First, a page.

The GDPR takes a stricter approach to consent and data-relevant customer information than the previous data protection law (BDSG). A core element of the new data protection law is increased transparency obligations. This is also one of the reasons why everyone is "enlightened" by cookie banners and similar information measures. More important than a - possibly superfluous - cookie banner are comprehensible consent forms and readable data protection declarations (our data protection declaration can gladly serve as an exemplary starting point for the guide). Regardless of the size of the company and the area of activity, it is important to bring the data protection statement up to date and "what you do with the data" to the point in an understandable way. According to Jan Philipp Albrecht, legal texts "by lawyers for lawyers" that are incomprehensible to consumers will be a no-go in the future! The situation is similar with consent texts: The information relevant to consent should never (!!!) be hidden in long passages of text, but must be provided in the simplest and most comprehensible language possible. Checkboxes must not be pre-filled and the final confirmation button should be as close as possible to the consent text.

4. Create data protection awareness

Nothing works without awareness! Some of you will already have noticed that since the GDPR, data protection has become a popular (or, thanks to annoying info-mail spam and cookie banners, an unpopular) topic, even among employees. At the very least, there are likely to be many unanswered questions and ambiguities. It is therefore important that the management fulfils its responsibility under data protection law (keywords: data protection management & accountability) and has regular data protection training or DSGVO workshops carried out. Here, the new operational requirements in data protection should be explained, but the focus is on communicating new rights to end customers and employees. If no data protection officer has been appointed in the company to conduct the training, external training solutions, lectures or webinars are also conceivable.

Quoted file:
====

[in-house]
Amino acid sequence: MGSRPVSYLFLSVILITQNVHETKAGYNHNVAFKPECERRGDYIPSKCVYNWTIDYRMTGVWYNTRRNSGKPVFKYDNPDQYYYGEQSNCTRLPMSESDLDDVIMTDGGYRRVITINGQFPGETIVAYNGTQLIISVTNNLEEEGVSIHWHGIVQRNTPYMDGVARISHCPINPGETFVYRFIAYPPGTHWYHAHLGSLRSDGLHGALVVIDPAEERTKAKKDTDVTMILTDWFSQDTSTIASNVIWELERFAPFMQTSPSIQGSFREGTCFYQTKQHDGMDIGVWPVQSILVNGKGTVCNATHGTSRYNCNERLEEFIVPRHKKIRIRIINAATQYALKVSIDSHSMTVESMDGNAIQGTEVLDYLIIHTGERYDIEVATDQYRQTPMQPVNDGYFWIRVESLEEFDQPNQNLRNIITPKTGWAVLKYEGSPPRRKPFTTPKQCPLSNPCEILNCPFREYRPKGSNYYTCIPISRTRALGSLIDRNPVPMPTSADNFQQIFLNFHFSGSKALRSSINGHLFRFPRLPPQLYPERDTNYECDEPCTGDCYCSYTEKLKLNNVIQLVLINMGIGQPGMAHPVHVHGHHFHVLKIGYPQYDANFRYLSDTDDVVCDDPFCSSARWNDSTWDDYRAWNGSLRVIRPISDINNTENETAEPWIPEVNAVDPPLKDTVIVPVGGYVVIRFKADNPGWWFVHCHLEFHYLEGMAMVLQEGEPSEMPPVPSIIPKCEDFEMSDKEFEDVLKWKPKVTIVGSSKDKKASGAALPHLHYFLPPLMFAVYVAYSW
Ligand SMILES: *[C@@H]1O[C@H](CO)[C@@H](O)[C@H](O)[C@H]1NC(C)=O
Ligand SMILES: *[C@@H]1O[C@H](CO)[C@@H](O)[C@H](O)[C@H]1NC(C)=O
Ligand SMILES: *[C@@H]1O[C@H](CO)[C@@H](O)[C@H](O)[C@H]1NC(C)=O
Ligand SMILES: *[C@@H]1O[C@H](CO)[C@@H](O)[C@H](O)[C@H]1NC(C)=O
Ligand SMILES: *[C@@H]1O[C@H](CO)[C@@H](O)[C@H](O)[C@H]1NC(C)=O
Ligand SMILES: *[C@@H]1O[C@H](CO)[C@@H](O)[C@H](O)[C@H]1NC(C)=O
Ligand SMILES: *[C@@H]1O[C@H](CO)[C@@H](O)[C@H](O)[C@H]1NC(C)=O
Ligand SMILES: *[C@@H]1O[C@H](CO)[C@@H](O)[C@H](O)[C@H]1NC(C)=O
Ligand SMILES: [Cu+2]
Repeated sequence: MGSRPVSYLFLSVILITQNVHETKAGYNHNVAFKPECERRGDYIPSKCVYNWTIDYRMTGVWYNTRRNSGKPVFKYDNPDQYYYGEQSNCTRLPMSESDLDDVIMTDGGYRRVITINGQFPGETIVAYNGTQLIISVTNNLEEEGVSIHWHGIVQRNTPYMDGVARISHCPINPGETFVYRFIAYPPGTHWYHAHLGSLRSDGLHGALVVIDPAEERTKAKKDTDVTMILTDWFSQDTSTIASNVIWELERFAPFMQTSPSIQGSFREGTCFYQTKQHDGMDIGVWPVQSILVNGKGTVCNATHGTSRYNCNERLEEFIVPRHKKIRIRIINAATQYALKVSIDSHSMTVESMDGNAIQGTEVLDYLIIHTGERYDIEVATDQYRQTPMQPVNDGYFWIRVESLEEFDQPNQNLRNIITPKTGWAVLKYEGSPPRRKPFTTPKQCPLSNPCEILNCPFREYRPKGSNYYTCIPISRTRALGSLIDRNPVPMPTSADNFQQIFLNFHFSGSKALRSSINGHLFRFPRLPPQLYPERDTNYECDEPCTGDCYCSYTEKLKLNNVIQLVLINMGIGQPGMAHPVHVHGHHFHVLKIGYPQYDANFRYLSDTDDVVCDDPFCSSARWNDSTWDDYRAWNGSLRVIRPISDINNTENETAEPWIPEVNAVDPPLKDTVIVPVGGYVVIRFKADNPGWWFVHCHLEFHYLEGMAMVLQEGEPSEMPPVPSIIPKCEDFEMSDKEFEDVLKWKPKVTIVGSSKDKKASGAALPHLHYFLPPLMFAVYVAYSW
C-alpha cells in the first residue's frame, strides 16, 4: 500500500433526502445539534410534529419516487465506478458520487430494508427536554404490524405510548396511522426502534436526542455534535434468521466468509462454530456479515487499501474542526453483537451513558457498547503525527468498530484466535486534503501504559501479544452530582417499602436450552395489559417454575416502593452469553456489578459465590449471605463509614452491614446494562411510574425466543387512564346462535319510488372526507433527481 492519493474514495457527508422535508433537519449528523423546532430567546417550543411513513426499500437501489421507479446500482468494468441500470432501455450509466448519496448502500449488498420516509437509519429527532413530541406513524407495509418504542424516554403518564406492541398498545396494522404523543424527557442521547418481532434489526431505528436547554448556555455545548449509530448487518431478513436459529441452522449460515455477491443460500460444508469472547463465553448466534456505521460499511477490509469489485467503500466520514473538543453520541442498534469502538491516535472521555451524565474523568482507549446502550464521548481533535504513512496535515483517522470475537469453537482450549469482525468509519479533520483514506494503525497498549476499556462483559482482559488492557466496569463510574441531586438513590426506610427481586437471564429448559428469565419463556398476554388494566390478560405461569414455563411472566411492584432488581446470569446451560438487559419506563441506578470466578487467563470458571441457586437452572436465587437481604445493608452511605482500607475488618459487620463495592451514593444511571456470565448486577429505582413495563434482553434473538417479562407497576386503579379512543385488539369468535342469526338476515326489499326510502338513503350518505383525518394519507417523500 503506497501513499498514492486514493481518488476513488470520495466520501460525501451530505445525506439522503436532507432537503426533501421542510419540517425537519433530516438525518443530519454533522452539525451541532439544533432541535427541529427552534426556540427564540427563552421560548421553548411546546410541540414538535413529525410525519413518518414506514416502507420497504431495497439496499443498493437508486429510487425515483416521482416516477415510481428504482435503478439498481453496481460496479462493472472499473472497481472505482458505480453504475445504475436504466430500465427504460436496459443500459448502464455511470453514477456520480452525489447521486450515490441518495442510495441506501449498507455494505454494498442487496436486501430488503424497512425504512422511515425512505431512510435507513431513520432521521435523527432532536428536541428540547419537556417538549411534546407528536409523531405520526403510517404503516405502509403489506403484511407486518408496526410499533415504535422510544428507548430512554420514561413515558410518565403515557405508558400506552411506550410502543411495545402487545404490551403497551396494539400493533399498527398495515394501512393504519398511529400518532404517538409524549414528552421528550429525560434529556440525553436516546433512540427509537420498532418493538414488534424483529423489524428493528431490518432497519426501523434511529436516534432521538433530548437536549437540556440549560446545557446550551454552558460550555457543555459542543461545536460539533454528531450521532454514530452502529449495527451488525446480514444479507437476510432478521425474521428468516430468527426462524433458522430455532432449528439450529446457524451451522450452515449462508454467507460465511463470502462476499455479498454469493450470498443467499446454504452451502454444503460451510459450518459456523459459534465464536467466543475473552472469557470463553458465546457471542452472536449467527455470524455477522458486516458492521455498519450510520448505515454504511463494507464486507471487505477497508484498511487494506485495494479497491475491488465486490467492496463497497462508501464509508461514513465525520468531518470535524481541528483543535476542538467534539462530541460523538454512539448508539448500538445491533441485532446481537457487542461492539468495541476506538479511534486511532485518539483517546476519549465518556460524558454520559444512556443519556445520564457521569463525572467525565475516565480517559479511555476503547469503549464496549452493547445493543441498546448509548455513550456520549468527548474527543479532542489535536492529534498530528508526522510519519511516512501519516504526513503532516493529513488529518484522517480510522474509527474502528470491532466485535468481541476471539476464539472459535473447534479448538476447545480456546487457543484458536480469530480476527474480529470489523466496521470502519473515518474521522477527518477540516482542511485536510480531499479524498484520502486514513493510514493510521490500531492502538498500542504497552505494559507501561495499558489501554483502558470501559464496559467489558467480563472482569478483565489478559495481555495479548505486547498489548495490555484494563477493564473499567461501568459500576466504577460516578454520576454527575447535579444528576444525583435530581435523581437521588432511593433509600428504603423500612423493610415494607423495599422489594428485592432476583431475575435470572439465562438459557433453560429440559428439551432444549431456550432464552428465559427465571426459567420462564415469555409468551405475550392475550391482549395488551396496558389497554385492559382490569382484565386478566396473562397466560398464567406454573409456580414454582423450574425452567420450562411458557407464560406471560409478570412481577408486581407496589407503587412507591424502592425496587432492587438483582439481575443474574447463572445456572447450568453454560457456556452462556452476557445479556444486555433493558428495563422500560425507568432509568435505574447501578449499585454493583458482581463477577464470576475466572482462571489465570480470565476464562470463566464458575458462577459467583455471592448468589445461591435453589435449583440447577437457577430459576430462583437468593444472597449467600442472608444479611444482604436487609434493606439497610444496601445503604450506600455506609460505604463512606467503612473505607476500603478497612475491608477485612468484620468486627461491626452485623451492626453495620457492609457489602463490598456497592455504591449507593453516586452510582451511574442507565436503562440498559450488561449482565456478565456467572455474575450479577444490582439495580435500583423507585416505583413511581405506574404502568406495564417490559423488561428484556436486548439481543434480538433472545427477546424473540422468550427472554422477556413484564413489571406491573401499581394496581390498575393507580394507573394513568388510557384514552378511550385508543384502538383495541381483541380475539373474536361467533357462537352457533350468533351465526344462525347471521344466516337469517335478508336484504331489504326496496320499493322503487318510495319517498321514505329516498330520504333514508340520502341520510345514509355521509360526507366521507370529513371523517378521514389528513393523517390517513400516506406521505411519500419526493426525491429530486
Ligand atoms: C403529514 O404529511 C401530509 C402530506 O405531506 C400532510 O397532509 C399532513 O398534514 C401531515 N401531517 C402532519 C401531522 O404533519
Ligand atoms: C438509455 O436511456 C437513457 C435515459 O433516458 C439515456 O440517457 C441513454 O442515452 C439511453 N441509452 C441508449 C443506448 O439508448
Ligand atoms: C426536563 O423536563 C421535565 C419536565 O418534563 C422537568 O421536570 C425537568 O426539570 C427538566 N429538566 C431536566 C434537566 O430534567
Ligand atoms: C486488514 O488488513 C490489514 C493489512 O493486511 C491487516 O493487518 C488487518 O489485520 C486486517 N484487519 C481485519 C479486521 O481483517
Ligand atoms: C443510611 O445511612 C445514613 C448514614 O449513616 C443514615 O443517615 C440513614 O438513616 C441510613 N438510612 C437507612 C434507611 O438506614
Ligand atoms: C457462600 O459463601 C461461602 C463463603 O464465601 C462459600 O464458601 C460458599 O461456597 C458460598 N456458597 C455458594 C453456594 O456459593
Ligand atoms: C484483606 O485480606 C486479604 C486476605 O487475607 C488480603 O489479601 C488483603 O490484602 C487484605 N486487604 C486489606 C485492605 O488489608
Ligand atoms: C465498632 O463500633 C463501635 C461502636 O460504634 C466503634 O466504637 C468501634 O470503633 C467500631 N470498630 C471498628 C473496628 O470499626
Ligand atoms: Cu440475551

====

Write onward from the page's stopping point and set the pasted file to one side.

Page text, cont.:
5. Coordinate processes for customer enquiries

The last step of this guide might as well be in the first place. The GDPR pays special attention to strengthening the rights of data subjects. Who is a data subject? This can be end customers, employees, but also mere visitors to our own website. In other words, (natural) persons who are "affected" in some way by our handling of data (e.g. by recording the IP address when they visit our website). Without getting lost in details, every company should ensure the following points from the very beginning:

  • Respond to all requests for information from the aforementioned persons! Even if the inquirer is not an apparent customer of the company and has merely visited the website (e.g. by answering: "We have not stored any personal data about you"), the company must be informed.
  • Enquiries from all affected parties must be answered within one month at the latest!
  • The right to erasure (or to be forgotten) plays an important role and its implementation is not always easy (e.g. data subjects may request the erasure of all data, but in the case of a contract customer, certain invoice-related data may have to be stored for several years due to legal retention periods).
  • Data portability is on everyone's lips and is intended to ensure that a customer can "port" or "take" data with him or her (in practice, a possibility should first be created here to export the relevant customer master data to a CSV/XLSX at the customer's request).